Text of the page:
Last season I tried to grow potatoes in my garden the traditional way. I planted them in the ground, covered them up a couple times over the summer months and waited. It was a complete failure. I ended up with 5-6 small pebble sized potatoes. This year I decided to try something different. I am several months into my experiment growing potatoes above ground and am ready to share what I’m learning and discovering in the process.
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My Experiment Growing Potatoes Above Ground
I will start by saying that I have no idea in reality if this will work, but there are many people who have tried this online and I am encouraged by my process so far. If you have ever tried this method, I would love to hear from you!
- A container (garden lattice, chicken wire etc)
- Potting Soil
- Straw or Hay
Directions with Lattice
I had some potatoes that were sprouting in the drawer in the kitchen so I cut them in pieces (making sure each piece had a visible eye or growth section and took them outside to my new spot.
Begin by building a container that you can layer as the plants grow. I have two different potato containers that I am trying this season. I had some old garden lattice that I used for my first potato pillar. Shape the lattice into a loose circle and secure with zip ties or a rope. The theory is that when the season is over, I will be able to cut loose the zip ties and mounds of potatoes will just fall out. We’ll see…
Layer the bottom of the lattice circle with potting soil or dirt and then set each of the potatoes on top.
I then covered up the potatoes with a little more soil and a good layer of straw. Over the past few weeks, I have continued to layer more straw and soil anytime the green leaves break through the layer. I still see visible growth on the potato plants and am hopeful this will be a successful experiment!
*Remember, I have no clue if this will work, but right now, it seems to be doing good!
Chicken Wire Potato Tower
I have also started a potato ‘tower’ using chicken wire over behind the barn. I am doing the very same process there but using chicken wire that I have left over from a previous owner. I used old tobacco sticks to help shape the chicken wire and keep it secure.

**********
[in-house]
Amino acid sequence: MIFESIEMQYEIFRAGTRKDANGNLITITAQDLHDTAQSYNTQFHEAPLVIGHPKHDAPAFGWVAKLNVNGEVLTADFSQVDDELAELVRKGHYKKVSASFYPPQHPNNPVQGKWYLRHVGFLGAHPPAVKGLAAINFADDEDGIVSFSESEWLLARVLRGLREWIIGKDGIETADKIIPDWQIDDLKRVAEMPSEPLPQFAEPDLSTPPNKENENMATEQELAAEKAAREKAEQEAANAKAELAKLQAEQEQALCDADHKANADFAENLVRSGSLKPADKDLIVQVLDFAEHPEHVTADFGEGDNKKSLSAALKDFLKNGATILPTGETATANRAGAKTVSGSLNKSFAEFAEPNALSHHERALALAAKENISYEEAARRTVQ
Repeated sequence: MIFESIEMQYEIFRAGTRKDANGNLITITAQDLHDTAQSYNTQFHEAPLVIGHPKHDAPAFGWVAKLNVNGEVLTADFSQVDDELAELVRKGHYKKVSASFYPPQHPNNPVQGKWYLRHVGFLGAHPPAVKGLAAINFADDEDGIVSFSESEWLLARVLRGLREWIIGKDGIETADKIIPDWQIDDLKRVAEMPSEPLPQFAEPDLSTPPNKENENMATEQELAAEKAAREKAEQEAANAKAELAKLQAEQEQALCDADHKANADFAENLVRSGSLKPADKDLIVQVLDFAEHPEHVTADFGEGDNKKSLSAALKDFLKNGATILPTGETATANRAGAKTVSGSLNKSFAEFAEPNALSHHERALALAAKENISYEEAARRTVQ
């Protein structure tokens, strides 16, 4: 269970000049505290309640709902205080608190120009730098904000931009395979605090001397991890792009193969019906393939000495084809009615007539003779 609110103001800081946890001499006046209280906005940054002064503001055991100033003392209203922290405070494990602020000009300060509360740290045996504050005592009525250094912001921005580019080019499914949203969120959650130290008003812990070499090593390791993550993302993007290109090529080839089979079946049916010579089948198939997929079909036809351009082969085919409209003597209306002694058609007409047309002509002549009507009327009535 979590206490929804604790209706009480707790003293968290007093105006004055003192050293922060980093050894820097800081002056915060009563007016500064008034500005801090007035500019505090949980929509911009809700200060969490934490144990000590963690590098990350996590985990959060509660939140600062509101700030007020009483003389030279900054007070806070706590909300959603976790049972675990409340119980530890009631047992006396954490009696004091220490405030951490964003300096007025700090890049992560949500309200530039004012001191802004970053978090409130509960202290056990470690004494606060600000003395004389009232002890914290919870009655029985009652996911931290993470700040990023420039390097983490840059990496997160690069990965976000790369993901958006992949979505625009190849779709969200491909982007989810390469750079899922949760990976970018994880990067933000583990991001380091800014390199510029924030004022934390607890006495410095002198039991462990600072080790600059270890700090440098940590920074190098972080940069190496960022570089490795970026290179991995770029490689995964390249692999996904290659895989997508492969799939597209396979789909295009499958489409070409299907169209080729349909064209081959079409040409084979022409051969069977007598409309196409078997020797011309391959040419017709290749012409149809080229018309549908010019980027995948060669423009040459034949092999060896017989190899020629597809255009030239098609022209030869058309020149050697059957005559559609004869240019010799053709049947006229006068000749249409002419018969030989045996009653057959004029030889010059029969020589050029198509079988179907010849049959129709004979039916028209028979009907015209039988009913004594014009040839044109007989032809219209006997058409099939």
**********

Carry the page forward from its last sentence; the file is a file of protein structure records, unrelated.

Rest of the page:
These potoates were started a few weeks ago in the unheated greenhouse in a pot and they finally outgrew their container so I decided to transplant them here and try them in the chicken wire silo.
About once a week I walk over to take a look at the progress and add more hay if I can see the green leaves. I have also sprinkled some extra dirt over the straw along the way.
Most of us don’t live on massive homesteads or property but many of us are craving the satisfaction of knowing that we can grow our own food and live near the land. Another book that I have been reading this month is The Modern Homestead Garden. No matter where you live, there are ways to incorporate growing food into your lifestyle.
In The Modern Homestead Garden, author and YouTube gardening star Gary Pilarchik of The Rusted Garden walks you step-by-step through the process of building a homestead garden. From laying out the planting beds,nurturing the soil, and starting seeds, straight through to cooking and preserving the harvest, Gary serves as your warm and accessible guide, no matter how large or how small your homestead is. With the guidance found here, you’ll move at your own pace, learn, share, and enjoy the journey as you slowly transform your home into an edible landscape.Order The Modern Homestead Garden on Amazon
Over the course of the next few weeks and months, I will be watching these two potato pillars and will let you know what happens. What do you think? Will I end up with a bountiful potato harvest and a huge success or not?